What Is Pay-Per-Mile Car Insurance?
Pay-per-mile car insurance is a type of insurance policy where your monthly rate directly depends on the number of miles you drive. Traditional insurance offers coverage for a flat monthly rate, no matter how many miles you drive in the month, relying on factors like accident history and age to determine your risk. Pay-per-mile policies will take these factors into account to help price your insurance, but your rate will be broken into two components: a flat, base rate and a variable, per-mile rate.
Base Rate + (Variable Rate x Miles Driven) = Insurance Bill
How Does Pay-Per-Mile Insurance Work?
As with traditional insurance, pay-per-mile insurance will typically offer standard coverages like liability, comprehensive, and collision, and it will provide that coverage whether your car is parked or on the move. Unlike traditional insurance, though, pay-per-mile policies will need to monitor how many miles you drive.
Pay-per-mile insurers typically offer an app that can give you visibility into your driving habits, but your miles will be tracked by a small device that plugs into your car underneath your dashboard. This device connects with your insurer to verify how far you’ve driven in a given period of time, allowing your insurer to accurately calculate your monthly bill. The per-mile system increases the transparency of your monthly insurance bill and gives you control of your savings. It does mean, however, that your monthly bill can fluctuate — something you’ll want to account for in your budget.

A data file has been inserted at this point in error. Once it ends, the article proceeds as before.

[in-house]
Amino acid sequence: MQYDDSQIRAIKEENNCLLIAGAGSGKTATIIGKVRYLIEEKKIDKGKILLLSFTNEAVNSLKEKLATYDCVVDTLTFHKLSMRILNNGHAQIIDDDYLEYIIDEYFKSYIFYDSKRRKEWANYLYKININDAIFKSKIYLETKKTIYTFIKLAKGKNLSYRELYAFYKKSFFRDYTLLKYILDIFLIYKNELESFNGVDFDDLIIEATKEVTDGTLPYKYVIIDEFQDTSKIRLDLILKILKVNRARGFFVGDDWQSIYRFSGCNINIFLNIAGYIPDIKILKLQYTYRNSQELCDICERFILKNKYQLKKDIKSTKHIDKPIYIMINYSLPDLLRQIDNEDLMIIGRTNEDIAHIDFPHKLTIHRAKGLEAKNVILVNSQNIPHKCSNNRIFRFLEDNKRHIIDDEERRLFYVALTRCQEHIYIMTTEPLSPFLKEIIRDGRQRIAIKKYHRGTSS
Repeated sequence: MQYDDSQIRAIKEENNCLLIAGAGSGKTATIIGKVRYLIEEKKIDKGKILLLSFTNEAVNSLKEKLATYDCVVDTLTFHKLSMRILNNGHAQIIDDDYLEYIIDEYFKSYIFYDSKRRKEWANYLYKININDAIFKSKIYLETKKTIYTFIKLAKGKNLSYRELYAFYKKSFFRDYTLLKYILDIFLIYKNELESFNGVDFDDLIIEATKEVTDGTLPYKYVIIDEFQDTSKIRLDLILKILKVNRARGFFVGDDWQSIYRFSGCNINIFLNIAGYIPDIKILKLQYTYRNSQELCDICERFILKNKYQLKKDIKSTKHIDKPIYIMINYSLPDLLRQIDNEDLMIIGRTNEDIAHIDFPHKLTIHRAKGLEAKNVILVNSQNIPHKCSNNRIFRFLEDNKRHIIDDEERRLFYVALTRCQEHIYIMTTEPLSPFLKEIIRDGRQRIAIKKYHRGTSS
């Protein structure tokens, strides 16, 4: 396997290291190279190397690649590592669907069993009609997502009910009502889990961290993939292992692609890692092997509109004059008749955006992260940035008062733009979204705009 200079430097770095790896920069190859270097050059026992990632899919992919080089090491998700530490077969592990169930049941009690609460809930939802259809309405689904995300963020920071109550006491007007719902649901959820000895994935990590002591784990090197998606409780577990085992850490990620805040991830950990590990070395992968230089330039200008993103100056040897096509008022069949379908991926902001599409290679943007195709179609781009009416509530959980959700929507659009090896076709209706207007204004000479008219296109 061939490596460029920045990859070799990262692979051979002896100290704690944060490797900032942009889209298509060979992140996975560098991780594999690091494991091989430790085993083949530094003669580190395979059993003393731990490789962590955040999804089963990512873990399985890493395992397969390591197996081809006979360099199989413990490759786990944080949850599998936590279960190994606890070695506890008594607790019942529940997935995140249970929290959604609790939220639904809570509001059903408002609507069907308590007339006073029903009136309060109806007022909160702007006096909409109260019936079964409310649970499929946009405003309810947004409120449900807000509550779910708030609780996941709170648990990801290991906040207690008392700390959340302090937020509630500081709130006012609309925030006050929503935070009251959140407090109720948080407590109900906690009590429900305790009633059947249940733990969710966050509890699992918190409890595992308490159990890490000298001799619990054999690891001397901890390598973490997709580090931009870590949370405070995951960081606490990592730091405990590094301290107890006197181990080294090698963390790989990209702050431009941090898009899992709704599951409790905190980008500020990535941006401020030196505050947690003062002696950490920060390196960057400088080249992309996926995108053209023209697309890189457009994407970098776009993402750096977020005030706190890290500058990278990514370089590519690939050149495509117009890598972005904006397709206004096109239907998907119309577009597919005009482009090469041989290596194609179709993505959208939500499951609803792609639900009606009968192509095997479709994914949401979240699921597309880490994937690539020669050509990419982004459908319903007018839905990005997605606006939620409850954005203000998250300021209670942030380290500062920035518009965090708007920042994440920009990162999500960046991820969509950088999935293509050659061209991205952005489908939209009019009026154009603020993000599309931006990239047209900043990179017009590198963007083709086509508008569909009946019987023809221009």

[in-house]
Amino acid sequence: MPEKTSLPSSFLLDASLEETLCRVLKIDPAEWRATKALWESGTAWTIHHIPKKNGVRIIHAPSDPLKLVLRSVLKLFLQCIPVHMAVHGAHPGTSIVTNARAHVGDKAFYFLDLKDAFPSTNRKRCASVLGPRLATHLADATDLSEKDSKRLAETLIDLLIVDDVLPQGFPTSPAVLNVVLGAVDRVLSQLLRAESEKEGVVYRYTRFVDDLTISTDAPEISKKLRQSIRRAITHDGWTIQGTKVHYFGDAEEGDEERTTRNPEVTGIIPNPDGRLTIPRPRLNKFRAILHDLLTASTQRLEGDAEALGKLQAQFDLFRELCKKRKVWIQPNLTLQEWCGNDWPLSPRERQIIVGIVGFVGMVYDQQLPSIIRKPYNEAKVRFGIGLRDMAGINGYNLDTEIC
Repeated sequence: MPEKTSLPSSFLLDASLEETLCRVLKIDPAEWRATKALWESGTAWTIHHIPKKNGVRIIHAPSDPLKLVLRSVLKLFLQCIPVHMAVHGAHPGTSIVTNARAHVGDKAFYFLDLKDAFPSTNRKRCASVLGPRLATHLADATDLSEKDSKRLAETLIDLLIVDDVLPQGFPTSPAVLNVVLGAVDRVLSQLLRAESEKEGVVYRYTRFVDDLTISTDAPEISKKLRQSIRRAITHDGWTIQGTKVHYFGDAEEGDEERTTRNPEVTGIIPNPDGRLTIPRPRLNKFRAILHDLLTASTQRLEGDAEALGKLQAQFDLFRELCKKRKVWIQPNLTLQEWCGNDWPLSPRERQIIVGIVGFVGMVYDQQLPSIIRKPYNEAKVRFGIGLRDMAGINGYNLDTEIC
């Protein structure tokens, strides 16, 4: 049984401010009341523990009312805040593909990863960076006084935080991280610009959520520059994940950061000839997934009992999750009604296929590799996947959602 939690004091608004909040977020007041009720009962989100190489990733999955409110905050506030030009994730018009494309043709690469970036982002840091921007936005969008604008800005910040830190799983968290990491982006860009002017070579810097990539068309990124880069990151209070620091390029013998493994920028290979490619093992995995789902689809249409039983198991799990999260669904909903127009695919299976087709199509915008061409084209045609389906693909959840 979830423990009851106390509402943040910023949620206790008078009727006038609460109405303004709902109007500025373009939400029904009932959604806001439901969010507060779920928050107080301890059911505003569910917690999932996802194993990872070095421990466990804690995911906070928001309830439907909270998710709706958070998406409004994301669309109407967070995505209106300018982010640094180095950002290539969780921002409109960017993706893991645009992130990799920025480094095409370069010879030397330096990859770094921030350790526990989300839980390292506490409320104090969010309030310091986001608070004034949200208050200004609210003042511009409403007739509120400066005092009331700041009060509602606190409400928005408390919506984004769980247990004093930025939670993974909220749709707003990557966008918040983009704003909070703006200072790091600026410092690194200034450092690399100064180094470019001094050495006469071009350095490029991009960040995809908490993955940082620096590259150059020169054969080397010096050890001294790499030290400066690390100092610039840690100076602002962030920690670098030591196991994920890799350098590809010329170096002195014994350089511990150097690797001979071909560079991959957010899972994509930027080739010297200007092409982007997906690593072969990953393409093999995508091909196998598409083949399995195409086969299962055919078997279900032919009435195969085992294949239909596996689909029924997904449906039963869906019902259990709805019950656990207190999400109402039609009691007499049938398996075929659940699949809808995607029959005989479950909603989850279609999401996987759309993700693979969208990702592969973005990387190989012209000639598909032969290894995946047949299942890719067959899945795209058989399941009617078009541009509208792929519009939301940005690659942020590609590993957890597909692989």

Insurers will typically assign a maximum value to your daily mileage so that taking one road trip doesn’t break the bank for you, but it could still noticeably increase your bill for that month.
How Is Pay-Per-Mile Different Than Other Usage-Based Insurance?
If you’re looking to save money with a nontraditional insurance option, you may also want to consider a car insurance policy that takes into account the quality of your driving, like one from Root. While pay-per-mile insurance is primarily priced based on how far you drive and measured in miles, there are other types of usage-based insurance that are priced based on how safely you drive and measured by factors like acceleration, braking speed, and time of use. Some insurers will combine the two methods, charging per-mile but using data on your driving behavior to influence your per-mile and base rate. When gathering quotes, it will be helpful to have an idea of how many miles you drive each month to help you compare flat monthly premiums and per-mile rates.
Will Pay-Per-Mile Car Insurance Save You Money?
That depends on how much you drive and what base and per-mile rates you qualify for. We recommend requesting a quote to see how much you could save, but in general, there are certain groups that would tend to benefit from these plans and some that would not.
Drivers who are likely to save with pay-per-mile insurance include:
- People who live in urban areas and take public transportation often
- Workers who telecommute
- People who commonly combine their trips